China has ambitious plans to sustain its economy by creating new industries around advanced materials.

Graduate students measure a carbon nanobased integrated circuit in the carbon nanofab cleanroom at Peking University. Credit: Mark Leong

In the past 15 years, materials science, particularly areas such as nanomaterials, has become a major priority for policy-makers. China has been the most prolific publisher of papers in the field for more than a decade, but the growth in these publications since 2010 has extended its lead. According to data from the Web of Science, materials science papers almost tripled between 2006 and 2015 (see graph). One in every 10 papers by a Chinese researcher in 2015 was in materials science. Behind the dramatic rise in publications is substantial government funding and concerted efforts to recruit talented researchers.

As well as boosting the economy, new materials will bring advances in infrastructure development that will help house, employ and transport the country's 1.3 billion people. “Every sector of society demands more and better materials, from the military to healthcare,” says Lee Shuit-Tong, a nanomaterials professor at Soochow University in Jiangsu province.

But, materials researchers say more resources need to be directed to the translation of basic research. Without adequate support, China's attempts to commercialize materials research will be delayed, applied scientists say.

Cutting-edge science

Significant investment in materials science is a major plank of China's wider science and technology strategy. The central government's national R&D plan, released in 2016, promises generous funding for research fields that are vital to the country's development, such as agriculture, or strategic fields that will boost its industrial competitiveness. The aim is to not only “catch up in the traditional advantage areas of advanced counties” such as high-performance alloy and steel research, but also to lead the world in rising fields, says Lee. One of the first such fields to be targeted by the government is nanotechnology.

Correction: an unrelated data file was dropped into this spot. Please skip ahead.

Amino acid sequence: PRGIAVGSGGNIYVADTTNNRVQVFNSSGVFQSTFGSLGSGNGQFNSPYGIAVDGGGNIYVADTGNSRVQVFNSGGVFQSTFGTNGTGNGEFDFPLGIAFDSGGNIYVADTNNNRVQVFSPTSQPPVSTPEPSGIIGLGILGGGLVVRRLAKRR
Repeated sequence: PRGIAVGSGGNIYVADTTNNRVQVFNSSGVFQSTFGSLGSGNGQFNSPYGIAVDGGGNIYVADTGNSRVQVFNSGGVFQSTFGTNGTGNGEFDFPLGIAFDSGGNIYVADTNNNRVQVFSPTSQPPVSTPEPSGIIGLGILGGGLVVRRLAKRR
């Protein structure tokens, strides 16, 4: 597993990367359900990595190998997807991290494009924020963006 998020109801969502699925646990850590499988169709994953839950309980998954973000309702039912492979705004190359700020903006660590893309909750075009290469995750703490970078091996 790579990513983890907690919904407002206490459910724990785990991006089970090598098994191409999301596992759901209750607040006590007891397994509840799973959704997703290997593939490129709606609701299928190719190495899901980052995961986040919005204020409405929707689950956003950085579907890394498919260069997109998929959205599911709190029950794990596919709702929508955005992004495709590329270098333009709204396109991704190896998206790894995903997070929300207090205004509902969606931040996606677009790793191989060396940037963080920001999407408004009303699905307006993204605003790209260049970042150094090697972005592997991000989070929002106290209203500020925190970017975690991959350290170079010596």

In February, just before the opening of China's National People's Congress, officials in the Ministry of Science and Technology (MOST) promoted some fruits of its investment so far. In the past year, Chinese scientists created an iron-based superconductor, a super-strong alloy and a carbon nanotube transistor with a gate length of just five nanometres.

The tiny transistor was built by physicist Peng Lian-Mao and his team at Peking University in Beijing. Peng's lab has for years been developing technology to build ever smaller semiconductor devices and integrated circuits with carbon nanotubes — the future of computer processing. Models suggest that microprocessors made from carbon nanotubes could be ten times faster and more energy efficient than silicon chips.

Peng's transistor with a five nanometre gate, published in Science in January, was made possible with funding from MOST, the National Natural Science Foundation of China, and the Beijing Municipal Science and Technology Commission. As part of the government's key nanotechnology project, Peng's lab will receive about another RMB 32 million (US$4.6 million) over the next five years.

Total articles

China's materials science publication rate far exceeds Japan and the United States.

Citation impact

The impact of China's materials science papers is just above the global average for the field (1), but much lower than the United States.

Share of articles

More than 1 in 10 papers published in China is in materials science, compared to roughly 1 in 20 papers in the Japan and 1 in 40 in US.

Industry collaboration

China's percentage of materials science papers with industry co-authors is lower than the United States and Japan.

More applied science

The money is letting Peng's team do good work, but he says a greater portion of funding should be directed to applied research to enable groups like his to develop prototypes of their nanotechnologies.

Applied researchers do not get a fair share of research funding.

“Applied research is innovative and requires long-term investment and effort, but applied researchers do not get a fair share of research funding,” he says.

For instance, the key nanotechnology project budget offers basic science groups more than double the amount awarded to Peng's lab, with some groups given RMB 90 million (US$13 million) over five years. Developing carbon nanotube devices into computer chips will require “billions of RMB to build infrastructure, buy equipment and recruit highly-skilled people,” he says. “Universities cannot do that.”

Peng says the central government has the money and determination to fund the entire development chain of new materials, from the laboratory to products on the market. But, he believes policy inertia and the influence of some authoritative scientists have skewed the funding towards basic science.

He says when projects have strong government support and funding, big companies or China's state-owned enterprises are more likely to invest in their technologies and help commercialize them.

If we push ahead one or two more steps, the state may pay attention and a state-owned company will want to work with us.

Peng is confident that carbon nanotube chips will be fully developed in five to ten years. As well as his group, several teams around the world are making strides in this direction. For Peng to further develop his technology and produce chips on an industrial scale he needs a company to collaborate with. “Engineering is not what [my lab] is good at,” he says. “But if we push ahead one or two more steps, the state may pay attention and a state-owned company will want to work with us.”boxed-text